Saturday, February 13, 2010

JAX-RS 1.1: What's New?

Srini Penchikala's InfoQ article Java EE 6 Web Services: JAX-RS 1.1 Provides Annotation Based REST Support provides a concise (fits on one printed page!) high-level overview of JAX-RS 1.1, some of the commonly used JAX-RS annotations, and some common implementations of JAX-RS 1.1. It's definitely worth the short read for anyone just starting to learn about JAX-RS. JAX-RS 1.x has been developed under the Java Community Process via JSR 311 ("JSR 311: JAX-RS: The Java API for RESTful Web Services").

The JAX-RS 1.1 changelog documents changes from JAX-RS 1.0 to 1.1. One of the most significant characteristics of JAX-RS 1.1 is that it is part of Java EE 6 and so multiple items related to inclusion with Java EE 6 are included. Several minor, but appreciated, enhancements surround adding examples to, clarifying, and correcting Javadoc comments related to use of JAX-RS.

One of the interesting JAX-RS 1.1 enhancements is changing the enum Response.Status to implement an interface called Response.StatusType. This is interesting from an intellectual or conceptual perspective that it illustrates the usefulness of having a Java enum implement an interface. In this case, this allows JAX-RS 1.1 to get around limitations associated with not being able to extend an enum. In particular (and this is where this is interesting from a practical perspective), this allows developers to express their own custom response status types by custom enum.

The new @ApplicationPath annotation can be used on a custom extension of Application to specify the base URI for all paths specified with the @Path annotation. This is similar to specifying this in the web.xml file and, in fact, the any setting in the web.xml file still takes precedence over the @ApplicationPath value. I generally prefer this strategy (used also in Java Persistence API) of having external XML/configuration be able to override/supersede in-code annotations.

It is not unusual to have a version 1.1 of a specification focus on improvements to the 1.0 version found during "real life" application of that specification. JAX-RS 1.1 is no exception and has several changes related to improving JAX-RS by making standard supported behavior less ambiguous. For example, JAX-RS 1.1 requires implementations to use application/octet-stream as the default Content-Type. JAX-RS 1.1 also requires compliant implementations to support a static fromString method in a type describing a resource model parameter.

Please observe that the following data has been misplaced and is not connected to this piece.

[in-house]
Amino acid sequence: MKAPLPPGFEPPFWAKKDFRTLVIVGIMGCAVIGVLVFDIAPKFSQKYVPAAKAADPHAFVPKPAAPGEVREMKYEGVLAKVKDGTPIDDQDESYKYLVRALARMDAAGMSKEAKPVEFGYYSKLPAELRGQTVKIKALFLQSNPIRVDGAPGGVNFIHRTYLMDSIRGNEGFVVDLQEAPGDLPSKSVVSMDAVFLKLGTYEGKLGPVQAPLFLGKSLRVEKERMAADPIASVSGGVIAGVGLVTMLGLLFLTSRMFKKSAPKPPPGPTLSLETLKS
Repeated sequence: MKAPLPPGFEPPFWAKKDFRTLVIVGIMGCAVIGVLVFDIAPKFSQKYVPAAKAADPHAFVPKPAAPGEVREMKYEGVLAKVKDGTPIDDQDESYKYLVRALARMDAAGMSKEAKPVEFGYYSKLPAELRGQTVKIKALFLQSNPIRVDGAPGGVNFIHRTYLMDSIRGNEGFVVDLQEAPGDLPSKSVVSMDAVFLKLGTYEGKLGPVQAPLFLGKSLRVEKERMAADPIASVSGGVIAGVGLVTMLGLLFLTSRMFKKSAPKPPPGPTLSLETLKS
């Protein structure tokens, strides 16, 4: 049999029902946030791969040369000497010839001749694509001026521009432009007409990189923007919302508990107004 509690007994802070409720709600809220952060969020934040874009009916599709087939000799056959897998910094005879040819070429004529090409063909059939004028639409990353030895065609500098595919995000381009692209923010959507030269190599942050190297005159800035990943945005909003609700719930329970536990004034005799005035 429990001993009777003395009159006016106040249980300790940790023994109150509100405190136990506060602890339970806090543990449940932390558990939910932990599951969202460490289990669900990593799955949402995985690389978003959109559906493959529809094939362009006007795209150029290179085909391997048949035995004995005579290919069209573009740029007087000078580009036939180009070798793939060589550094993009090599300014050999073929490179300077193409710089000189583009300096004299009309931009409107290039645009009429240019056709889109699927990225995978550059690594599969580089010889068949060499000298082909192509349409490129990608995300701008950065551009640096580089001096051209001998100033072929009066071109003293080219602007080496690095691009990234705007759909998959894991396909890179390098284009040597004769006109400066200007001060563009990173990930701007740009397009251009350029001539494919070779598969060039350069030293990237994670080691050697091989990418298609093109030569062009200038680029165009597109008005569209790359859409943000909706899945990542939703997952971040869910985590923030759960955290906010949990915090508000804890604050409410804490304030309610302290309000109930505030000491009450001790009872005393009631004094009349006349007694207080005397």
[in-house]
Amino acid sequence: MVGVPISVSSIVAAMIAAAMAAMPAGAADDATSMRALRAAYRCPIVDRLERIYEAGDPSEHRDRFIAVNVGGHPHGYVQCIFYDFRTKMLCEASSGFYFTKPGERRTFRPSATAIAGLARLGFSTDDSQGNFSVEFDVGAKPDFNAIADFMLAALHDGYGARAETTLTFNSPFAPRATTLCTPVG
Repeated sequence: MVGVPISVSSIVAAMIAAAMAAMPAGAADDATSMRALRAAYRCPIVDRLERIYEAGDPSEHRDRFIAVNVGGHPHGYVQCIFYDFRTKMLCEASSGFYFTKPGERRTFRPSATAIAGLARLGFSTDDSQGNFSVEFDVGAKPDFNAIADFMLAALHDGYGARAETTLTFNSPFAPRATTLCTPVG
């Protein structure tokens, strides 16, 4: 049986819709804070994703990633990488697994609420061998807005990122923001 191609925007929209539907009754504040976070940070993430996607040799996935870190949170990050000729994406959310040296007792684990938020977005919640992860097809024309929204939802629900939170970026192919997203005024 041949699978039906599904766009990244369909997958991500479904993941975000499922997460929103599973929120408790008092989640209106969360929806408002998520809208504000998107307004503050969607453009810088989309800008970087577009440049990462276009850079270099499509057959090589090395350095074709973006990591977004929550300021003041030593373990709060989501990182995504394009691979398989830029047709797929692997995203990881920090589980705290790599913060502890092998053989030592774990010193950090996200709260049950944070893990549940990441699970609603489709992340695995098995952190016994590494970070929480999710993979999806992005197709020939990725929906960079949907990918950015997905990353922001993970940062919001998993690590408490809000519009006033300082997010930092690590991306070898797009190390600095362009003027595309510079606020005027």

There are several other goodies added to JAX-RS 1.1 and these can be seen in the previously mentioned changelog. Markus Karg's blog post "WebDAV Support for JAX-RS" Release 1.1 discusses how changes in JAX-RS 1.1 enabled him to simplify WebDAV support for JAX-RS.

The article that I referenced at the beginning of this post (Java EE 6 Web Services: JAX-RS 1.1 Provides Annotation Based REST Support) outlines the versions of several JAX-RS implementations that support JAX-RS 1.1. These implementations of JAX-RS 1.1 are Jersey 1.1.5, Apache CXF 2.3, and RESTEasy. Other JAX-RS implementations include Restlet and Apache Wink (incubator).

JAX-RS 1.1 introduces some nice changes to JAX-RS that one normally expects when going from a 1.0 to a 1.1. Not the least of these advantages is its inclusion in Java EE 6.

1 comment:

markus said...

Actually the changes in JAX-RS 1.1 had not only been allowing me to simplify the WebDAV code, but in fact, I developed the proposals of JAX-RS as part of the WebDAV code ontop of JAX-RS 1.0 and then forwarded those to Marc and Paul as a proposal for the planned JAX-RS 1.1 release. So this is a great example how usage of an API leads to improvement of the same API, by developing patches and sending them in as a proposal for future adoption in the standard. BTW, the this also included my idea to migrate the enum to an interface, which was just necessary to simplify WebDAV - it was not actually intended from the start of such a brilliant solution, we just had no other idea how to do it otherwise. ;-)

- Markus Karg, Head Crashing Informatics (http://www.headcrashing.eu)